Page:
If all goes well, there will be more than just this post. I’m planning a series discussing Fascism, the origins of the modern American state, and the reality of whether a fascist, authoritarian government, similar to Fascist Italy or Nazi Germany, could happen here. There are a lot of reasons for this series, but the most recent catalyst is this a comment. There are several things in the comment that demonstrate the commenter’s misunderstanding of what fascism is and what happened in this country during the New Deal. For example:

smedley butler and fdr stood up to the facists in the 1930s and 1940s.

Technically our commenter is correct, FDR stood up to Adolf Hitler, the Nazi’s and Germany’s quest to dominate Europe during WWII. However, given the context of the post he is responding to, he is definitely offbase. Here is the specific point that it appears he is responding to:

Even if he [ed: Ron Paul] is unsuccessful at forcing a brokered convention, his candidacy has inoculated a significant part of the U.S. electorate against making the same mistake our grandparents made in the late 1920’s and 1930’s when they embraced the fascism of Hoover and FDR, plunging the U.S. into a depression that lasted well into 1947.

Tarran, the author, is not discussing whether FDR confronted the Nazi’s (and the Japanese militarists and Italian Fascists) directly during WWII. Instead, he is discussing the political underpinnings of the New Deal itself, and FDR’s political beliefs. This is a fairly common mistake. People believe that, because they fought the Fascists in WWII, FDR and Churchill were not Fascists. It does not logically follow that FDR and Churchill were not fascist simply because they fought Hitler and Mussolini. Prior to late 1938 Italy and Germany were opposed to each other and, at least to some degree, Mussolini had sided with France and England as recently as 1936. During the Anschluss of Austria there was a quite real likelihood of Italy intervening militarily against Germany. Yet no one would claim that Mussolini was not a fascist. We cannot determine if FDR and the New Deal were fascist from a military conflict. Instead, we will have to look at the actions and characteristics of the man and the policies.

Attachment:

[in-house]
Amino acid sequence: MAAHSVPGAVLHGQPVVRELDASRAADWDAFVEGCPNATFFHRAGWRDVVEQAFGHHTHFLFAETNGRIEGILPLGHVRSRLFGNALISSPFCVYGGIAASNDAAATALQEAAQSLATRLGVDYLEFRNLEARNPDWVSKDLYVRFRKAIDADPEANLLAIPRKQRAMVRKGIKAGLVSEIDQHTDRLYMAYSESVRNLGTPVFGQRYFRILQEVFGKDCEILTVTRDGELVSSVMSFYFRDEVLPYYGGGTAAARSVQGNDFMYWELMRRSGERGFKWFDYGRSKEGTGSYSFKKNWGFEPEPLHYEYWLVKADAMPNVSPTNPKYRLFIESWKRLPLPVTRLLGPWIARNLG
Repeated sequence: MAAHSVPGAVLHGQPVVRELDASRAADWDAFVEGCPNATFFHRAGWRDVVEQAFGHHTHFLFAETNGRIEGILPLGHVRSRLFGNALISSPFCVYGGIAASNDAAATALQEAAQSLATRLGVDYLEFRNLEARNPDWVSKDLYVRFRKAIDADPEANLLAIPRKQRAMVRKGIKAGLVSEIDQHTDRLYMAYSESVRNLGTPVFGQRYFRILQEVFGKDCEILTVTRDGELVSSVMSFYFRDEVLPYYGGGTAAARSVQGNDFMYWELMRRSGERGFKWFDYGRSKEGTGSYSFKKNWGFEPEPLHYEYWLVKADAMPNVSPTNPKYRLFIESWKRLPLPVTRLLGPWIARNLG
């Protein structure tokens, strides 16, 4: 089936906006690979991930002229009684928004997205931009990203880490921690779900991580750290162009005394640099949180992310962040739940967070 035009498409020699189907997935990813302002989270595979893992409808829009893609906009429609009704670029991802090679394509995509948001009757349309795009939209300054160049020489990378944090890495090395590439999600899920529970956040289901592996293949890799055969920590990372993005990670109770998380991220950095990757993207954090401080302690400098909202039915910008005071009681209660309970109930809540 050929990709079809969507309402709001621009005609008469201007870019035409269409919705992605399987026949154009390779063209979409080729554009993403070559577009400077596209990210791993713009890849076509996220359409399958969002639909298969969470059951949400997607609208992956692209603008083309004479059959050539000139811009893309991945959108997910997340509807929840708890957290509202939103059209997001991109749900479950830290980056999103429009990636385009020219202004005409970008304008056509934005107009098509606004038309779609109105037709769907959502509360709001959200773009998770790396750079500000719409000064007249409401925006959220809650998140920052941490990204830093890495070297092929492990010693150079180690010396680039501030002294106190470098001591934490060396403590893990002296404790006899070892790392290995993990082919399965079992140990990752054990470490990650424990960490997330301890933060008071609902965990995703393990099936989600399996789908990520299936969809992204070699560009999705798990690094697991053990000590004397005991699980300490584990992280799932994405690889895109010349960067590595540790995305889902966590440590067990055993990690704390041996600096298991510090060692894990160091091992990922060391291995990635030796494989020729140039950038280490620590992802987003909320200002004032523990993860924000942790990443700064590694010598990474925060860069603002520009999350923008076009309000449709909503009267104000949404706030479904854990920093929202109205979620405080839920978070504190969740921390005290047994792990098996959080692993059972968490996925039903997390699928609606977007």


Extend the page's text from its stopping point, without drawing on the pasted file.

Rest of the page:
Another key fallacy is brought out in our commenter’s post:

over the past 75 years the social safety net has saved lives whereas the free market—the playground of both the facists AND the libertarians—has dictated the destruction of anyone and any thing that stands in the way of material profit.

It is an incredibly common belief that Fascists (to include Nazi’s, generally) believe in the free market and capitalism and that they are part of the right wing of politics. A cursory examination of the writings, speeches and actions of Hitler, Mussolini and Tojo reveals this to be completely untrue. Understanding where Fascism and National Socialism fits on the political spectrum requires a bit deeper digging, all the way back to the Second International, the Zimmerwald Conference and an understanding of what constitutes the revolutionary left and reformist right of socialism. When a Communist refers to a National Socialist as “right wing”, he actually is referring to his position within the socialist framework. It is (and has long been) a vast misunderstanding of socialism to conflate National Socialism and Fascism (both socialist movements) with right wing conservatives, descendants of England’s Burkean Whigs.